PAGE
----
A typical Will will cover the following points. You may find it useful to consider these and discuss them together (where appropriate) before our meeting.
You executors are trusted people whom you appoint in your Will to be in charge of winding up your estate after your death. You can also appoint fallback executors, in case the original executors were to predecease you or were unable or unwilling to act.
If you have children who are under the age of 18, very importantly, in your Will you will appoint guardians who will be in charge of bringing them up if you both died. If you failed to make a Will, a court would be obliged to make this decision for you.
- Personal possessions
A Will usually includes a ‘chattels clause’ which provides for who will receive your personal possessions. It usually sets out that they should be distributed in accordance with any wishes that you may leave, and you then have the option of preparing a letter of wishes in this regard, which you can do informally and then update it as you wish. You should simply sign and date the letter of wishes and then store it with your Will, for ease of reference.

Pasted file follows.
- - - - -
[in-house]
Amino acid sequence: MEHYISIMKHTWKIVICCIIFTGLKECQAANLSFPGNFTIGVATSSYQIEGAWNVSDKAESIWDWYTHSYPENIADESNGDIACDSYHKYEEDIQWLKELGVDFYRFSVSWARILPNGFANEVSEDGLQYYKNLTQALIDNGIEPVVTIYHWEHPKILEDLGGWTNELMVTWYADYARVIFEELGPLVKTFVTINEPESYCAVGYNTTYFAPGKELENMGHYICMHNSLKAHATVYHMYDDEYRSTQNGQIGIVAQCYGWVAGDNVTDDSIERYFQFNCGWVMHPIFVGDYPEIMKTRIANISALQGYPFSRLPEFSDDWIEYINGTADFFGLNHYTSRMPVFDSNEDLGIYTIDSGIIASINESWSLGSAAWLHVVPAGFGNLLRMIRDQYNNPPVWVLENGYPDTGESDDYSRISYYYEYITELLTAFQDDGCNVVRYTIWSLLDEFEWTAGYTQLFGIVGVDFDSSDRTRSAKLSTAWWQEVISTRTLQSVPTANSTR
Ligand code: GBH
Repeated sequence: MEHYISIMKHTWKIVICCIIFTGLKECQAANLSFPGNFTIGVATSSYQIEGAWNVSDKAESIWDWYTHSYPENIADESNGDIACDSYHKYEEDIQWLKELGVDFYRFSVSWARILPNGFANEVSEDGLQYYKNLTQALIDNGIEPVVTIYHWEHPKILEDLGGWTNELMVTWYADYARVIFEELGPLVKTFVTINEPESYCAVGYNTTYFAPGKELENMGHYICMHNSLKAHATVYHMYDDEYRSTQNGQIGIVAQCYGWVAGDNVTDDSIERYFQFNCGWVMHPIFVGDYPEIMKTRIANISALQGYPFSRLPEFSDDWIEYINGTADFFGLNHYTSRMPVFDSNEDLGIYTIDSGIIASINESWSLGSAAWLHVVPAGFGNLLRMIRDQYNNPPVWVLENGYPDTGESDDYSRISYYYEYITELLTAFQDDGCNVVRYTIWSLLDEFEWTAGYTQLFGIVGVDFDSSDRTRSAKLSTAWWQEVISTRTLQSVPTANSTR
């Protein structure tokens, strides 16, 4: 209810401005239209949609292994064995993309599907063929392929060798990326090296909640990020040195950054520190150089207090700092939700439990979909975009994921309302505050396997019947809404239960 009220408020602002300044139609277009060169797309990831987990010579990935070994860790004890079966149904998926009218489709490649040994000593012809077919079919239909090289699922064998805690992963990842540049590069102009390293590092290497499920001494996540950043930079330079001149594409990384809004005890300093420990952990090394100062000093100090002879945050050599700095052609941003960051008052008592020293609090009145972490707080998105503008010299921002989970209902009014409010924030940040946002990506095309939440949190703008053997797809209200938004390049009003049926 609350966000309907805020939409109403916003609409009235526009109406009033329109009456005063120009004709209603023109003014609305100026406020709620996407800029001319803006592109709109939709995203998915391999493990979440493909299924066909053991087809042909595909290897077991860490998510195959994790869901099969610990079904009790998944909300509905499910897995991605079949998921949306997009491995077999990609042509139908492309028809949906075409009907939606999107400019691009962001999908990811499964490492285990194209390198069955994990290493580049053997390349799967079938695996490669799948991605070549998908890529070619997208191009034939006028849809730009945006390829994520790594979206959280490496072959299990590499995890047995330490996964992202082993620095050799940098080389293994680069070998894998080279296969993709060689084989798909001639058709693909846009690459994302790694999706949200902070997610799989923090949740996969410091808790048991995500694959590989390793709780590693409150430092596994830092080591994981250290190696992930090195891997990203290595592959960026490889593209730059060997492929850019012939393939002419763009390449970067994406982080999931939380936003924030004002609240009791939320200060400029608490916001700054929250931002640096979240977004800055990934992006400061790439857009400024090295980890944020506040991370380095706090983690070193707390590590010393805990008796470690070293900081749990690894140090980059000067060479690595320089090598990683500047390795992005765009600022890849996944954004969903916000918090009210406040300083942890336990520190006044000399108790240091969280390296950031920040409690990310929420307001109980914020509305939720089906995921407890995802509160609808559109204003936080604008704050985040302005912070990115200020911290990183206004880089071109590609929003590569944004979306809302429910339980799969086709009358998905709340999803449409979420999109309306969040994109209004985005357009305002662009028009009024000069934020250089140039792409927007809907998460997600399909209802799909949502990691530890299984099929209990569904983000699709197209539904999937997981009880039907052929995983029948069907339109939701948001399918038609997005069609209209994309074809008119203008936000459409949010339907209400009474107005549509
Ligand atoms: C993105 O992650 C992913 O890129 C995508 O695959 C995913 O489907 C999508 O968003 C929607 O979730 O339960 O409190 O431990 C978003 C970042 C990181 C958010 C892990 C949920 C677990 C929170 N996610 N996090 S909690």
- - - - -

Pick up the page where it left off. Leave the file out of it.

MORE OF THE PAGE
If you wish to leave legacies of, for example, money or personal belongings to specific people such as your grandchildren, godchildren or close friends, you can do so in your Will.
Once the funeral has been paid for and any inheritance tax or other debts settled, the ‘residue’ is everything which is left over. Typically, a married couple will often leave the residue to one another on the first death, and then on the second death will divide it between their children, possibly at a specified age such as 21 or 25. Alternatively, the residue clause may establish a trust to balance the interests of your spouse and children if you have been married before, or a trust to provide for a vulnerable beneficiary.
- Funeral instructions
If you wish, you can include funeral instructions in your Will such as burial or cremation, or more detailed information.